The dark colours in the wall really bring the drama to this small bedroom.  Very clever use of colour, see how the ombre wood of the bed is picked up in the mustard tones of the wall-sized painting?  Plus the little punch around the white pillow also picked up in the quilt hanging over the foot of the bed.  Even the window trim is that same tone.  Very clever.

And as we have seen, even the smallest spaces can be dramatic.



This home is basically a studio apartment, but the owner has taken what might have been left as storage space and managed to fit a bed into it.  what makes it a bed ROOM is the dark blue wall colour, so different from the light tones of the rest of the space.  Here’s another look at it:



Glossy wall paint reflects the overhead bulb and the wall-mounted bed lamp.

Lots of ideas that show that clever always trumps large when it comes to decorating — and small is beautiful.

Five Reasons Why Family Day Really Was “Family” Day

Monday, February 10, 2014 was the very first Family Day here in British Columbia.  I really wanted this day to be something I could plan and everyone could enjoy. With everyone so busy I didn’t want to add to their plates by saying “Entertain Me!”  I wanted everyone to just show up and have a good time. You may think that has nothing to do with laneway living, but actually it fit in perfectly with our new way of life.

1. It’s all about “Experience”

We won’t be buying much new stuff.  And for everything we bring into the laneway, we have to take something out .  Instead of stuff, we want to spend our time and energy on having new experiences.  And that means

2. Getting Out of the House

In the past I may have been tempted to just make a nice dinner and have our family (two kids, two kids-in-law, one grandchild) over and then we would sit around and eat and then everyone would get up and go.  But we don’t have room for that anymore, and though we will certainly be sharing lots of communal meals, the small size of our place means that if we are planning an event we will need to be outside of the laneway.  That could mean out in the back yard at a barbecue, but in the winter it usually means inside somewhere else (the weather is so iffy, it was supposed to snow but instead it rained buckets).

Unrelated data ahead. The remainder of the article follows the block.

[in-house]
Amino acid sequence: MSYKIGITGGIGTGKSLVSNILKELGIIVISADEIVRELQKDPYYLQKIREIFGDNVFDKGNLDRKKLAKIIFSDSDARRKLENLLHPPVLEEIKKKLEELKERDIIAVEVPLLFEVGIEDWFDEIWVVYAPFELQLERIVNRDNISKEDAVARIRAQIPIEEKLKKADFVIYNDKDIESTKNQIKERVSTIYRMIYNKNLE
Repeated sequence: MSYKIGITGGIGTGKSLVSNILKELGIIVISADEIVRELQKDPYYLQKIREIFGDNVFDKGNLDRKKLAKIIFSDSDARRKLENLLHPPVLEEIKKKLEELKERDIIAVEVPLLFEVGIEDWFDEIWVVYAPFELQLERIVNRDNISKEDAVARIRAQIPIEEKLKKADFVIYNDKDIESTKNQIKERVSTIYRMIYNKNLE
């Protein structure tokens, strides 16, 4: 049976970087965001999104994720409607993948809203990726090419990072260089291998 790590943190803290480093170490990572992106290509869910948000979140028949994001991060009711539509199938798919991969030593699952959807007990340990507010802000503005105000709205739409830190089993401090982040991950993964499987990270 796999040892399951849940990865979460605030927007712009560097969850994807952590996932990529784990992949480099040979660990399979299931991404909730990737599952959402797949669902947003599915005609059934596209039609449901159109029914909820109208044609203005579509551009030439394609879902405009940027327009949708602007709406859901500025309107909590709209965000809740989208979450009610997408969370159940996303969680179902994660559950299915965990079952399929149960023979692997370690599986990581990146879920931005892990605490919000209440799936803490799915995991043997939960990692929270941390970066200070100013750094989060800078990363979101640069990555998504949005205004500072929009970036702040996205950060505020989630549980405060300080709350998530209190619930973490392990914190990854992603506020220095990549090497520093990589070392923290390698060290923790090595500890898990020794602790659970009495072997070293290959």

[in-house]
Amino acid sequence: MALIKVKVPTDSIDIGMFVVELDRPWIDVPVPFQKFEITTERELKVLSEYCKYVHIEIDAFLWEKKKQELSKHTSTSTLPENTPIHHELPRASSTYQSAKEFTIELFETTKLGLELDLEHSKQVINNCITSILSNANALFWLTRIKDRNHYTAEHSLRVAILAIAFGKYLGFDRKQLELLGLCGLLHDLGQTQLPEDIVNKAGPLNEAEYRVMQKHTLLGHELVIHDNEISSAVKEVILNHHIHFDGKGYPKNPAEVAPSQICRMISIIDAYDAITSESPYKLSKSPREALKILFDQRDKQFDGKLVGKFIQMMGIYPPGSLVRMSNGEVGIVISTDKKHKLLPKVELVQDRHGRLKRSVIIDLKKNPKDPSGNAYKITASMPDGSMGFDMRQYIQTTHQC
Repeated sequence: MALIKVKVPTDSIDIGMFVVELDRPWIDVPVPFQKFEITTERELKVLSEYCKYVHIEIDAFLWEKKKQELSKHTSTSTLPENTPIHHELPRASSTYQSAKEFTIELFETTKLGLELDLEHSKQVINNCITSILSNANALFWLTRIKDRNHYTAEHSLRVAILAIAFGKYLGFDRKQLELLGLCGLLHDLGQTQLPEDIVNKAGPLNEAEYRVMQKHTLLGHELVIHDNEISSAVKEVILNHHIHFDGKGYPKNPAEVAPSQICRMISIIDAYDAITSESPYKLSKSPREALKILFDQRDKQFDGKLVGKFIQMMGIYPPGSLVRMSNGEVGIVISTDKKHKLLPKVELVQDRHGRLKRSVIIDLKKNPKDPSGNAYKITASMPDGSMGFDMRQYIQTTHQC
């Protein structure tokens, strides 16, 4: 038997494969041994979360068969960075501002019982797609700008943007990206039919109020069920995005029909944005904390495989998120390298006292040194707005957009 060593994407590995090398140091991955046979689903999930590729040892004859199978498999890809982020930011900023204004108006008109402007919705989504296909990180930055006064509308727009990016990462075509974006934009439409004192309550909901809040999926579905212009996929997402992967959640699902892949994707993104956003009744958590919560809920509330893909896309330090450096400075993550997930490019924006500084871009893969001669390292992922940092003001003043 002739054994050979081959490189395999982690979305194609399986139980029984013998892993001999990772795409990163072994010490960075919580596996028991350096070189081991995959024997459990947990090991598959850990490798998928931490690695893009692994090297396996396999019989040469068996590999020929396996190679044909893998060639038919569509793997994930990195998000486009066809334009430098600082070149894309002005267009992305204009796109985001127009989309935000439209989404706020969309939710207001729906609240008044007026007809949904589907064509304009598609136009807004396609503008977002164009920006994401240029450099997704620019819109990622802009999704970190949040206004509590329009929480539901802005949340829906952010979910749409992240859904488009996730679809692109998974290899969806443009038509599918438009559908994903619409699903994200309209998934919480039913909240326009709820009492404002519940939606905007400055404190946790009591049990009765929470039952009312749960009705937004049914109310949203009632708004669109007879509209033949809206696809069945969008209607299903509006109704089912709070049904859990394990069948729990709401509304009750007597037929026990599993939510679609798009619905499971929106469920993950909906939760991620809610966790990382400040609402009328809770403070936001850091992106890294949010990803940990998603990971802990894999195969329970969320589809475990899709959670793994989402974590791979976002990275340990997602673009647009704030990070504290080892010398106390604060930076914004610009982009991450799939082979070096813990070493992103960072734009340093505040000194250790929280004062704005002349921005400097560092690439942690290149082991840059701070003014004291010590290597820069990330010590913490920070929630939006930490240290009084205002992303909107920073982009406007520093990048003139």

3. Finding Family Things to Do

The fact that it was Family Day gave me a bit of a kick in the pants.  I haven’t thought much about entertaining children (well, child) for a while.  Plus I wanted something everyone would enjoy, so it had to be more than visiting McDonald’s or dragging the little darling around Science World (she’s a bit young to take it all in).  I just poked around the internet and found Family Day activities at Burnaby Village Museum.  The museum would be closed, but the Carousel would still be open, and they would have fun things for little kids. It’s close to everyone, and not too expensive.  We started off with brunch at a restaurant, then went straight to the museum, and “Carousel, Carousel!” (Only not in that Logan’s Run way).

4. Unplugging

I admit that I like sitting and watching Disney movies with the little girl on the TV or computer.  But for this I wanted a more….analog experience.  Going out and doing real things in the real “meat world”.  Touching and holding hands and walking and playing with plastic frogs.  Riding a real carousel horse (twice).


5. Building memories

It doesn’t take too many family dinners until the memories all melt together.  Especially since we usually do the same dishes for special occasions.  And that’s good.  It’s so nice to look back on all those Christmas dinners at Grandma’s and the Angel Food cake your Mom always made for your birthdays.

For this Family Day I thought I would be building memories for the little girl — her first ride on a real carousel.  But of course, I was really building memories for myself.

This memory especially


Organizing? Or ?

We are still in the process of a) getting rid of stuff, and b) finding places for the stuff that we need.  We want to downsize our rented storage space this month with the goal firmly in place of getting to the point where we don’t need any exterior storage space at all.

So I am doing my part by sitting down with a cup of coffee and my laptop and perusing stories on organizing.  Thanks to Apartment Therapy for giving me “101 Organizational Helpers” with “stylish storage options”  and tips like